Kepler: the first data, and hundreds of possible new planets

Remember Kepler? It’s the space probe with a mission to locate planets that are similar to our own (which are our best bet to start looking for life, or at least life we’d recognise). It launched in March 2009, and started looking in June of that year. NASA has been collecting, reviewing, and categorising that […]

Kepler updates

Remember Kepler, the NASA project that will search for Earth-like planets that might sustain life? You can read updates on its progress here. They’re calibrating the photometer at the time I write this. Hi! I should be back from my Australian vacation sometime today. I’ll be blogging again in real time real soon.

NASA’s Kepler mission to look for other planets capable of sustaining life

Tomorrow evening (US eastern time) is the earliest window in which NASA’s Kepler mission may launch. This is very exciting because Kepler’s main mission is to locate planets that are similar, and in similar positions, to our own. Planets like Earth are the ones where we’d be most likely to find life as we know it. […]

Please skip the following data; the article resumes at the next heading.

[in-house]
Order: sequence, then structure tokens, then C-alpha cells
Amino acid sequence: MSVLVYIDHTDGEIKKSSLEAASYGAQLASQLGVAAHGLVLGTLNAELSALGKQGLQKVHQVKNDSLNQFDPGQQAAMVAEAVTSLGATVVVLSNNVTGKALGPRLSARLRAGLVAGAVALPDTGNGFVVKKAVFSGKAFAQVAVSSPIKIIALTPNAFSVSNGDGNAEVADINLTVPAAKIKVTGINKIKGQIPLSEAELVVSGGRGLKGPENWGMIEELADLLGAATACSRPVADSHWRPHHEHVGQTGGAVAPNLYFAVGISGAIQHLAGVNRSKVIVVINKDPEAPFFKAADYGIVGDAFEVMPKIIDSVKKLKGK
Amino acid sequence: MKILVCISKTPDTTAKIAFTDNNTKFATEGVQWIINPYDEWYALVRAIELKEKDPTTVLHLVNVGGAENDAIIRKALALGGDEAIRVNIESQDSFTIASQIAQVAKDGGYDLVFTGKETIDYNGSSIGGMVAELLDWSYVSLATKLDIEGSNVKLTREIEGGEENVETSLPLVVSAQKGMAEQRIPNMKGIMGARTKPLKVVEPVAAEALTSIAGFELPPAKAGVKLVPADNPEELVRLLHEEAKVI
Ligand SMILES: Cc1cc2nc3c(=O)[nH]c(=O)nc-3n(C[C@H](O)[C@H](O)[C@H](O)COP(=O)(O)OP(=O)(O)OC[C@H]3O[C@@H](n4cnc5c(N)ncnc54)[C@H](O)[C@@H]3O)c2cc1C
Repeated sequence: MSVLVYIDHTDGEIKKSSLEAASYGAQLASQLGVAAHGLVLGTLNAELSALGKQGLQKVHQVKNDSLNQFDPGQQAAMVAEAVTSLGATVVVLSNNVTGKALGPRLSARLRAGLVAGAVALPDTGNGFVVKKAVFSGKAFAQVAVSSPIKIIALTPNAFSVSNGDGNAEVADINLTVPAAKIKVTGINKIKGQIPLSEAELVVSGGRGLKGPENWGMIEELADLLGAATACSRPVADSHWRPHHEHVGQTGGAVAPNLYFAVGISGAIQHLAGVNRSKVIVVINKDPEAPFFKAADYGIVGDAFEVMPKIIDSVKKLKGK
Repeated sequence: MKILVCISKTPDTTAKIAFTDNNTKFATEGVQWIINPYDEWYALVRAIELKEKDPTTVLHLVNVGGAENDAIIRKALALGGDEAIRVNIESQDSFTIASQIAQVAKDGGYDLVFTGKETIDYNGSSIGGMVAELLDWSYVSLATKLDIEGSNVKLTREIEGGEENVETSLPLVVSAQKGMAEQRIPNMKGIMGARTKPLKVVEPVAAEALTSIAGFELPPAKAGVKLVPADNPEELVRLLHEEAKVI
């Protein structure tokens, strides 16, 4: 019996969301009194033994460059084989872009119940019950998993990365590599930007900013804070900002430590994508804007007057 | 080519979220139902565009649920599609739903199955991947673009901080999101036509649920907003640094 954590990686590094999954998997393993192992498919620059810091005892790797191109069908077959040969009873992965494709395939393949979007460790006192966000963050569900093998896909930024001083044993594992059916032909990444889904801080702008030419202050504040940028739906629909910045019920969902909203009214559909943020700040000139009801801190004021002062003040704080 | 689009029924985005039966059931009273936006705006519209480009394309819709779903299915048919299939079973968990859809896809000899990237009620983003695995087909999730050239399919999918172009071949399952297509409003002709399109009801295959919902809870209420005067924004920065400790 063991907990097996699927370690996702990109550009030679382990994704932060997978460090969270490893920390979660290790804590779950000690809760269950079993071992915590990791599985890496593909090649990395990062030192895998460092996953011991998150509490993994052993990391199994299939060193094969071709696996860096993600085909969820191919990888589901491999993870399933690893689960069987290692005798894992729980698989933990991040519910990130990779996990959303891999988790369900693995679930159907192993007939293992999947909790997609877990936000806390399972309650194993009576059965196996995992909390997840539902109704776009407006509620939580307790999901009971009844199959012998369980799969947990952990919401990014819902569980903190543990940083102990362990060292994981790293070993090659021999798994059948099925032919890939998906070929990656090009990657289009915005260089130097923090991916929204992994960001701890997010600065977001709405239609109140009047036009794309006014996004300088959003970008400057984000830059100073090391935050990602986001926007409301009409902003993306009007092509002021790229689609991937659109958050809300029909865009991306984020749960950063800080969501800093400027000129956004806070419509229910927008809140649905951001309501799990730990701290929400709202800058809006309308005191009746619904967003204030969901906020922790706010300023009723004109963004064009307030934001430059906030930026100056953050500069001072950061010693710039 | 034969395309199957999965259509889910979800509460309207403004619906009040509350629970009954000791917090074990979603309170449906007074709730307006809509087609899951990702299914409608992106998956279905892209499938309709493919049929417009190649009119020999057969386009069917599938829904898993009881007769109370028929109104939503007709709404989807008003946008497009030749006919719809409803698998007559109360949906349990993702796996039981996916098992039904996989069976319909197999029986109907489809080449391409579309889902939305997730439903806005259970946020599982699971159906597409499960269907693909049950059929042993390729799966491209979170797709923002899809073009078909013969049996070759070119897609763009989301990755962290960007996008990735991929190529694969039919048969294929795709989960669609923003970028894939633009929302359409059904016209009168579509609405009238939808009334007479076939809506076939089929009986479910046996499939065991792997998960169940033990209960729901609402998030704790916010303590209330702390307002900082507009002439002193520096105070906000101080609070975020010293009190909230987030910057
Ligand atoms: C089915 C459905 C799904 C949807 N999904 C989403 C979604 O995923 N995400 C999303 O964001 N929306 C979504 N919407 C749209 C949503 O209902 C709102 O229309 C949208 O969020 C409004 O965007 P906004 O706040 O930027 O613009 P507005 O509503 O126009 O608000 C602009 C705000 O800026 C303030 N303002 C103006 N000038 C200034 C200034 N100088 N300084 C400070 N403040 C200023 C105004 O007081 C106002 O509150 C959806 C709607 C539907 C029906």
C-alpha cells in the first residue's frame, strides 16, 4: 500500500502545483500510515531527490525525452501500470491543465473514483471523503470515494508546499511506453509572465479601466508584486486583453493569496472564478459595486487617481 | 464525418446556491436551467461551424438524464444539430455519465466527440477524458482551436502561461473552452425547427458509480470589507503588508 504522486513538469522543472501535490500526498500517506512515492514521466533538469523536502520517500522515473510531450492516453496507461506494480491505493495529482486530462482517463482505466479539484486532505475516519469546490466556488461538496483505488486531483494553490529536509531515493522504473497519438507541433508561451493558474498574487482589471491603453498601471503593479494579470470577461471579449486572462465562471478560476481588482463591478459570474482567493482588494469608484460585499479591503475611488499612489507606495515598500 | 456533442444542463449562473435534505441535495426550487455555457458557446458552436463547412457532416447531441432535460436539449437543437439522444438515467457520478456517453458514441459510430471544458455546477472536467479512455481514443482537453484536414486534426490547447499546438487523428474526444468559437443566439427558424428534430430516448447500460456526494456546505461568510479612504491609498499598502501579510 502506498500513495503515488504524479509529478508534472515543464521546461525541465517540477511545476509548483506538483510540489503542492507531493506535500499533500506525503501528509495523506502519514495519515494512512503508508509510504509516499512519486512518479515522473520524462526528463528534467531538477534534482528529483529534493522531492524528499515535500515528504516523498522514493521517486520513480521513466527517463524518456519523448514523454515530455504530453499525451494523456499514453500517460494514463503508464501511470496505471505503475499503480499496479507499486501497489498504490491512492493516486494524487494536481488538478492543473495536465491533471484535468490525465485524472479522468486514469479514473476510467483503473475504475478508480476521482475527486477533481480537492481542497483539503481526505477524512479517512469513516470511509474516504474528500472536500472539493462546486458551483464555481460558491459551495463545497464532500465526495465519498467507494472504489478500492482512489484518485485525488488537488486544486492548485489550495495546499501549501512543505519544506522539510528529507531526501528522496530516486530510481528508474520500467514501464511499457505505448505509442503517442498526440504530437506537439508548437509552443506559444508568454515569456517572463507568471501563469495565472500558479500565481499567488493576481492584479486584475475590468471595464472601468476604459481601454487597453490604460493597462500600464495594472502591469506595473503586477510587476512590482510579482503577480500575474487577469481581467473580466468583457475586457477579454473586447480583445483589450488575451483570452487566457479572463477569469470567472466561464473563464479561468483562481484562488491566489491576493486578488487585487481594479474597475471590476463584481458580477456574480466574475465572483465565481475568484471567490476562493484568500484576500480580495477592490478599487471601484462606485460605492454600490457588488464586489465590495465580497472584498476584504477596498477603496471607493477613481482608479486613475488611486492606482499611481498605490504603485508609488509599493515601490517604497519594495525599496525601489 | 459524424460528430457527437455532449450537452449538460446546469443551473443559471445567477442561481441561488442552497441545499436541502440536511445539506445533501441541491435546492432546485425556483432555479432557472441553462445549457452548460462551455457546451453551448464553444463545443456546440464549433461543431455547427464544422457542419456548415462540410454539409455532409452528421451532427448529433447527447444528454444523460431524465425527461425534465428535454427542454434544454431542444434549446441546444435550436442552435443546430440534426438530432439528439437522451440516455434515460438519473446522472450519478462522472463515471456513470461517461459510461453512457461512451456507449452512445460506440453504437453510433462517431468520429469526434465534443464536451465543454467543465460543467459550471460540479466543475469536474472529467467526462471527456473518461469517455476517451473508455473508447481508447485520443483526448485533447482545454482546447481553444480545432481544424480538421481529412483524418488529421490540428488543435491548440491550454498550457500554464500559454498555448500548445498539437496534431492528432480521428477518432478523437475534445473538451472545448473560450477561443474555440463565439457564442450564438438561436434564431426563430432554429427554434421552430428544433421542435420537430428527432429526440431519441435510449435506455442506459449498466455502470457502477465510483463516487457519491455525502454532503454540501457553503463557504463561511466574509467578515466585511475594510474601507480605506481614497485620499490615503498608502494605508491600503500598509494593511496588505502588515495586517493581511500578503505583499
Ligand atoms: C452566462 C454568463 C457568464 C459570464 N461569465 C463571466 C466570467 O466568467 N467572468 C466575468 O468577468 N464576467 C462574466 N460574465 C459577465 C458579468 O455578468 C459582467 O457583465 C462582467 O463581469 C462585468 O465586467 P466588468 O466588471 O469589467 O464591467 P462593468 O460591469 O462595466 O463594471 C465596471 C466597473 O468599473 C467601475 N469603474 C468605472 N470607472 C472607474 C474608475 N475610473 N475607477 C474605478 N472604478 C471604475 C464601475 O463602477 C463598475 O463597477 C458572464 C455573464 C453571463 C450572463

New techniques for finding new planets

One of the astronomical activities that excites me most is the search for other planets outside our solar system. I’ve mentioned the Kepler probe before as one example – and, so far, a very successful one – of this planet-hunting. But how do we find these planets? Although we have some pretty powerful telescopes planets […]

Knowing your place

In philosophy class last night we discussed the Copernican revolution. As you’ll recall, his 16th-century theory that the Earth was not, in fact, the centre of the universe was the source of much controversy. It was the source of even more controversy (and condemnation) later, when it was supported by observations and models from Galileo […]